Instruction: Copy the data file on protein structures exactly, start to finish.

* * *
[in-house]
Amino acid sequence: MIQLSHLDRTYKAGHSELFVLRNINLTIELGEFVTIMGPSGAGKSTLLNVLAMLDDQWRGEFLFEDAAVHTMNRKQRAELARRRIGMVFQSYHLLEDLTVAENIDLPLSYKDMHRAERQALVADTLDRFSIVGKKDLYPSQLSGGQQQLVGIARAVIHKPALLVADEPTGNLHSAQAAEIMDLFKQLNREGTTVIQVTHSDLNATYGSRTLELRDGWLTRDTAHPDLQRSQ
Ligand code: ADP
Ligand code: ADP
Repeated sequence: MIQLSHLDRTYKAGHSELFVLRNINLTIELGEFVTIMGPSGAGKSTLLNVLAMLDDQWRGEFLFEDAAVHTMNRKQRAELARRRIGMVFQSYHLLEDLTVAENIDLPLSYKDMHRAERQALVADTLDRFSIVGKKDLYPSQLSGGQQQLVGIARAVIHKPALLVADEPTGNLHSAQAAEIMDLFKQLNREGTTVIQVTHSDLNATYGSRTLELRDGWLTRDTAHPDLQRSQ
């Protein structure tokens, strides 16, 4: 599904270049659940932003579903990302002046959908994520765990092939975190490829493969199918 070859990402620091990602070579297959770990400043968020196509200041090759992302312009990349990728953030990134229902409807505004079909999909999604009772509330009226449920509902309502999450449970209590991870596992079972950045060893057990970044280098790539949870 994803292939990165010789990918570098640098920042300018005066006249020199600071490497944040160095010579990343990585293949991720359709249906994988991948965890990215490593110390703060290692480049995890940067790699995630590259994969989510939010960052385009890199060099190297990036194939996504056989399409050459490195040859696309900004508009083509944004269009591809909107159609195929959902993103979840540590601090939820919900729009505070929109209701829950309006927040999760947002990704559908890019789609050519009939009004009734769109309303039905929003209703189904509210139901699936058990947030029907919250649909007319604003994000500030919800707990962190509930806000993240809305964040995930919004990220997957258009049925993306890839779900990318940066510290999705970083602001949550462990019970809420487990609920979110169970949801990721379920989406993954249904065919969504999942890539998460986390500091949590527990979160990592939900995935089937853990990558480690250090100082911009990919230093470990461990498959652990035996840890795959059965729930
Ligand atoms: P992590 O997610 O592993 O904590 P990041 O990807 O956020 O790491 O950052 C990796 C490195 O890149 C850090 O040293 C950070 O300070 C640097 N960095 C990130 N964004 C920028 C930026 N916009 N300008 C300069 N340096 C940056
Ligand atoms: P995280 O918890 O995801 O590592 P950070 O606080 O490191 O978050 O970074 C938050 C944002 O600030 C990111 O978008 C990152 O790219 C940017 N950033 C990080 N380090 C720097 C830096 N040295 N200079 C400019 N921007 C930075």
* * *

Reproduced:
[in-house]
Amino acid sequence: MIQLSHLDRTYKAGHSELFVLRNINLTIELGEFVTIMGPSGAGKSTLLNVLAMLDDQWRGEFLFEDAAVHTMNRKQRAELARRRIGMVFQSYHLLEDLTVAENIDLPLSYKDMHRAERQALVADTLDRFSIVGKKDLYPSQLSGGQQQLVGIARAVIHKPALLVADEPTGNLHSAQAAEIMDLFKQLNREGTTVIQVTHSDLNATYGSRTLELRDGWLTRDTAHPDLQRSQ
Ligand code: ADP
Ligand code: ADP
Repeated sequence: MIQLSHLDRTYKAGHSELFVLRNINLTIELGEFVTIMGPSGAGKSTLLNVLAMLDDQWRGEFLFEDAAVHTMNRKQRAELARRRIGMVFQSYHLLEDLTVAENIDLPLSYKDMHRAERQALVADTLDRFSIVGKKDLYPSQLSGGQQQLVGIARAVIHKPALLVADEPTGNLHSAQAAEIMDLFKQLNREGTTVIQVTHSDLNATYGSRTLELRDGWLTRDTAHPDLQRSQ
């Protein structure tokens, strides 16, 4: 599904270049659940932003579903990302002046959908994520765990092939975190490829493969199918 070859990402620091990602070579297959770990400043968020196509200041090759992302312009990349990728953030990134229902409807505004079909999909999604009772509330009226449920509902309502999450449970209590991870596992079972950045060893057990970044280098790539949870 994803292939990165010789990918570098640098920042300018005066006249020199600071490497944040160095010579990343990585293949991720359709249906994988991948965890990215490593110390703060290692480049995890940067790699995630590259994969989510939010960052385009890199060099190297990036194939996504056989399409050459490195040859696309900004508009083509944004269009591809909107159609195929959902993103979840540590601090939820919900729009505070929109209701829950309006927040999760947002990704559908890019789609050519009939009004009734769109309303039905929003209703189904509210139901699936058990947030029907919250649909007319604003994000500030919800707990962190509930806000993240809305964040995930919004990220997957258009049925993306890839779900990318940066510290999705970083602001949550462990019970809420487990609920979110169970949801990721379920989406993954249904065919969504999942890539998460986390500091949590527990979160990592939900995935089937853990990558480690250090100082911009990919230093470990461990498959652990035996840890795959059965729930
Ligand atoms: P992590 O997610 O592993 O904590 P990041 O990807 O956020 O790491 O950052 C990796 C490195 O890149 C850090 O040293 C950070 O300070 C640097 N960095 C990130 N964004 C920028 C930026 N916009 N300008 C300069 N340096 C940056
Ligand atoms: P995280 O918890 O995801 O590592 P950070 O606080 O490191 O978050 O970074 C938050 C944002 O600030 C990111 O978008 C990152 O790219 C940017 N950033 C990080 N380090 C720097 C830096 N040295 N200079 C400019 N921007 C930075």